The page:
ChatGPT Desktop for Apple Silicon Only: A Ploy by Apple to Boost Hardware Sales?

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Apple is on the verge of completing a significant partnership with OpenAI to incorporate ChatGPT into iOS 18.

‘Every. to’ writer Evan Armstrong yesterday highlighted how ChatGPT will likely “…act as a meta-layer on top of all your applications” after OpenAI’s Spring Update on Monday. The concept is familiar to anyone using Alexa or Siri, but what stands out is how Apple seems eager to monetise this new relationship quickly.

The just-announced ChatGPT desktop app is already raising eyebrows. Inexplicably, it appears that it will require macOS 14+ with Apple Silicon and won’t work on Intel-based Macs, effectively forcing desktop users to upgrade their hardware to access the native app. While the web version will remain accessible on Intel Macs, the push towards Apple Silicon is hard to ignore.

This limitation is puzzling, considering most Windows PCs use the same x86 chip architecture as Intel Macs. If the ChatGPT desktop app were available to both Mac and PC users simultaneously (with Intel support), it would reveal that Intel can handle the app just fine. Apple users might then question why they need to upgrade their hardware.

It doesn’t take a hardened cynic to suspect this artificial Intel lockout was part of the deal to bring OpenAI further into the Apple ecosystem. Apple is leveraging a much-hyped new technology to drive unnecessary hardware upgrades and corral more users in its walled garden. It’s a lovely garden, of course, but one with increasingly pricey entry.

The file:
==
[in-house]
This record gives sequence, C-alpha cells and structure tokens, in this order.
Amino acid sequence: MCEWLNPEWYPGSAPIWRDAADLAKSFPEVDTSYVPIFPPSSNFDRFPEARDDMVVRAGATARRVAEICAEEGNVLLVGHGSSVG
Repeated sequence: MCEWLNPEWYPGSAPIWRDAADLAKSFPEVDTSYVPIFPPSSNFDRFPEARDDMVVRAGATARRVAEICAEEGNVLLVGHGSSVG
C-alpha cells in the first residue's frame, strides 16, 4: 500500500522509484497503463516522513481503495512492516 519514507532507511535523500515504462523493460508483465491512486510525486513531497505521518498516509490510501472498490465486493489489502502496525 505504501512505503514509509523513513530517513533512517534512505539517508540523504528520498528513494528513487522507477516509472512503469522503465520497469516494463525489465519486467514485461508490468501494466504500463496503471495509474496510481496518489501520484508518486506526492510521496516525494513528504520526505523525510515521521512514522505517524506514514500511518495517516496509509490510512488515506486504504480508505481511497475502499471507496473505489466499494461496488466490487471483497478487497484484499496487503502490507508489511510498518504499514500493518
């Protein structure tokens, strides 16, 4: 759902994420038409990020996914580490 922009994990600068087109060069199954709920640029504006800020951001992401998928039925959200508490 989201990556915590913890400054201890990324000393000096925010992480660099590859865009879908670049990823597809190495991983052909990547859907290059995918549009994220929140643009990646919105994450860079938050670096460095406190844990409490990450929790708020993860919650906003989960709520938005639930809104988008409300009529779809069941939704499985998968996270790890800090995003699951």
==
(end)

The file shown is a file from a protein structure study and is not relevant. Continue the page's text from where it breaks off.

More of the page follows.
OpenAI has suggested that a Windows version will come later, hinting that Intel Mac support may eventually arrive. But this begs the question: why limit the initial release to Apple Silicon? The app is likely simple, mainly just calling an API and handling audio/screenshot input. This points to Apple’s strategic move rather than a technical necessity.

By first rolling out the ChatGPT desktop app to Mac users, Apple ensures an initial surge in hardware sales as dedicated users rush to upgrade. Later, an ‘Intel-ready’ version for PC users will likely emerge, almost identical to the current Mac app. This staggered release strategy boosts short-term sales and reinforces Apple’s control over its user base.

Apple’s approach underscores its confidence in its monopolistic position, showing little concern for keeping up appearances. While this strategy might yield quick profits, it risks alienating a user base already wary of being pushed into unnecessary upgrades. But Apple are masters of calculating commercial risk, and this move suggests they’ve already done the maths. Apple has every right to pursue profits, but rushing to squeeze more cash out of its customers feels opportunistic and myopic, especially before the ink has dried on the OpenAI deal.

It’s a clear example of strategic hardware enforcement under the guise of development.

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Intel chips in Apple products are 4 years old. I personally do not develop for Intel anymore when I make macOS applications as most people have switched to a “newer” computer.

Most ChatGPT users probably use Apple computers.

Their partnership is recent while they have been working on this app for 3-5 months.